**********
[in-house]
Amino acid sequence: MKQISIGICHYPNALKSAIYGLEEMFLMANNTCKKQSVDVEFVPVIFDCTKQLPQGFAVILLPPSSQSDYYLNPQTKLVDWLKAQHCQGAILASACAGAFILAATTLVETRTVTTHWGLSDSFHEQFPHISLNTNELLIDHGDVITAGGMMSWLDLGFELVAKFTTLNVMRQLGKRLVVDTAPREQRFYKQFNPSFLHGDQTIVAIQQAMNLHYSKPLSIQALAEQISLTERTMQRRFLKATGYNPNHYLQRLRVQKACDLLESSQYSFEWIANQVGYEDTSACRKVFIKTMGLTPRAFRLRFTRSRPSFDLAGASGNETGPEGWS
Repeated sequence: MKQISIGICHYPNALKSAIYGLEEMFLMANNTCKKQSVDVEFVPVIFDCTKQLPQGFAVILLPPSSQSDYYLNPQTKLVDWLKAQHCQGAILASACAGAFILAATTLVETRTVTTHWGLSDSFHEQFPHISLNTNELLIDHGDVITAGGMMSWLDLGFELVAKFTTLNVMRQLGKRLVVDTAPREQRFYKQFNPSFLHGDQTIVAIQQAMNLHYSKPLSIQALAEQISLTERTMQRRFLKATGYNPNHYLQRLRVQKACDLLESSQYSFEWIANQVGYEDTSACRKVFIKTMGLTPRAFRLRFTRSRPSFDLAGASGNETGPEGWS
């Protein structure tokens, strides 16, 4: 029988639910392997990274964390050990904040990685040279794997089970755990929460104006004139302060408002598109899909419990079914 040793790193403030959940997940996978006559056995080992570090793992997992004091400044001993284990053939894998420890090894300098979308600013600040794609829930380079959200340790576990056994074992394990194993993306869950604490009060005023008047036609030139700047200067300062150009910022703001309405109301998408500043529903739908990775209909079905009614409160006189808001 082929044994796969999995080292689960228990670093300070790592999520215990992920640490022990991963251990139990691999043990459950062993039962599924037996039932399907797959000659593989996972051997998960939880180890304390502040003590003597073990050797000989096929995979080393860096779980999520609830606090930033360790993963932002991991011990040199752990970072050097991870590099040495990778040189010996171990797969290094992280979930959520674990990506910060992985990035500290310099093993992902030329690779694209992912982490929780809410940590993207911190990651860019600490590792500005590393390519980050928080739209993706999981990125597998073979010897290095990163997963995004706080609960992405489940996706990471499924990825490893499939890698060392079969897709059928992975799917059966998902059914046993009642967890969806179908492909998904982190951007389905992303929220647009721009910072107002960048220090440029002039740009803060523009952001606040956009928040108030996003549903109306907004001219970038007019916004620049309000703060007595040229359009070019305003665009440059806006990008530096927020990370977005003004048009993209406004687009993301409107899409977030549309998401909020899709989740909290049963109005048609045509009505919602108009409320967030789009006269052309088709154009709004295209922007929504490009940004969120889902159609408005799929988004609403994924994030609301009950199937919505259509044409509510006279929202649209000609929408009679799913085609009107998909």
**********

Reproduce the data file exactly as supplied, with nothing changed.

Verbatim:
[in-house]
Amino acid sequence: MKQISIGICHYPNALKSAIYGLEEMFLMANNTCKKQSVDVEFVPVIFDCTKQLPQGFAVILLPPSSQSDYYLNPQTKLVDWLKAQHCQGAILASACAGAFILAATTLVETRTVTTHWGLSDSFHEQFPHISLNTNELLIDHGDVITAGGMMSWLDLGFELVAKFTTLNVMRQLGKRLVVDTAPREQRFYKQFNPSFLHGDQTIVAIQQAMNLHYSKPLSIQALAEQISLTERTMQRRFLKATGYNPNHYLQRLRVQKACDLLESSQYSFEWIANQVGYEDTSACRKVFIKTMGLTPRAFRLRFTRSRPSFDLAGASGNETGPEGWS
Repeated sequence: MKQISIGICHYPNALKSAIYGLEEMFLMANNTCKKQSVDVEFVPVIFDCTKQLPQGFAVILLPPSSQSDYYLNPQTKLVDWLKAQHCQGAILASACAGAFILAATTLVETRTVTTHWGLSDSFHEQFPHISLNTNELLIDHGDVITAGGMMSWLDLGFELVAKFTTLNVMRQLGKRLVVDTAPREQRFYKQFNPSFLHGDQTIVAIQQAMNLHYSKPLSIQALAEQISLTERTMQRRFLKATGYNPNHYLQRLRVQKACDLLESSQYSFEWIANQVGYEDTSACRKVFIKTMGLTPRAFRLRFTRSRPSFDLAGASGNETGPEGWS
């Protein structure tokens, strides 16, 4: 029988639910392997990274964390050990904040990685040279794997089970755990929460104006004139302060408002598109899909419990079914 040793790193403030959940997940996978006559056995080992570090793992997992004091400044001993284990053939894998420890090894300098979308600013600040794609829930380079959200340790576990056994074992394990194993993306869950604490009060005023008047036609030139700047200067300062150009910022703001309405109301998408500043529903739908990775209909079905009614409160006189808001 082929044994796969999995080292689960228990670093300070790592999520215990992920640490022990991963251990139990691999043990459950062993039962599924037996039932399907797959000659593989996972051997998960939880180890304390502040003590003597073990050797000989096929995979080393860096779980999520609830606090930033360790993963932002991991011990040199752990970072050097991870590099040495990778040189010996171990797969290094992280979930959520674990990506910060992985990035500290310099093993992902030329690779694209992912982490929780809410940590993207911190990651860019600490590792500005590393390519980050928080739209993706999981990125597998073979010897290095990163997963995004706080609960992405489940996706990471499924990825490893499939890698060392079969897709059928992975799917059966998902059914046993009642967890969806179908492909998904982190951007389905992303929220647009721009910072107002960048220090440029002039740009803060523009952001606040956009928040108030996003549903109306907004001219970038007019916004620049309000703060007595040229359009070019305003665009440059806006990008530096927020990370977005003004048009993209406004687009993301409107899409977030549309998401909020899709989740909290049963109005048609045509009505919602108009409320967030789009006269052309088709154009709004295209922007929504490009940004969120889902159609408005799929988004609403994924994030609301009950199937919505259509044409509510006279929202649209000609929408009679799913085609009107998909």